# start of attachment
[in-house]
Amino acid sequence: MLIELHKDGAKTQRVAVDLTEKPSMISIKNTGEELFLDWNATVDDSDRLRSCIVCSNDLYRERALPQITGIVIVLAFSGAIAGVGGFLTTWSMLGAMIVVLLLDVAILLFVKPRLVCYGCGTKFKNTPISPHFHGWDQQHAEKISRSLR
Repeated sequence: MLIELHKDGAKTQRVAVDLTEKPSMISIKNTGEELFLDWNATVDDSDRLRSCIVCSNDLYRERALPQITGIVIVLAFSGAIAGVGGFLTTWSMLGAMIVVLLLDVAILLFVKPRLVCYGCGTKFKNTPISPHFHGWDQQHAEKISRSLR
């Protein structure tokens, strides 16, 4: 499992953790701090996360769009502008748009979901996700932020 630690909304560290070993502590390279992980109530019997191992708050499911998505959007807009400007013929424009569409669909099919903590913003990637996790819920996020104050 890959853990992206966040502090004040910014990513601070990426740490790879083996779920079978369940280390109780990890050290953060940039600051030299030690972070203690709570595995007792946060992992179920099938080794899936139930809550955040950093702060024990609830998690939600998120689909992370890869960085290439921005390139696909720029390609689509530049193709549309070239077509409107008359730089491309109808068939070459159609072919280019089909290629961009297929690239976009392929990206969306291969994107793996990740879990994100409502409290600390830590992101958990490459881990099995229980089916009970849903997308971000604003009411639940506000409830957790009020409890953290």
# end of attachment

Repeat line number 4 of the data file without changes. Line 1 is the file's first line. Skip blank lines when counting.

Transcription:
């Protein structure tokens, strides 16, 4: 499992953790701090996360769009502008748009979901996700932020 630690909304560290070993502590390279992980109530019997191992708050499911998505959007807009400007013929424009569409669909099919903590913003990637996790819920996020104050 890959853990992206966040502090004040910014990513601070990426740490790879083996779920079978369940280390109780990890050290953060940039600051030299030690972070203690709570595995007792946060992992179920099938080794899936139930809550955040950093702060024990609830998690939600998120689909992370890869960085290439921005390139696909720029390609689509530049193709549309070239077509409107008359730089491309109808068939070459159609072919280019089909290629961009297929690239976009392929990206969306291969994107793996990740879990994100409502409290600390830590992101958990490459881990099995229980089916009970849903997308971000604003009411639940506000409830957790009020409890953290």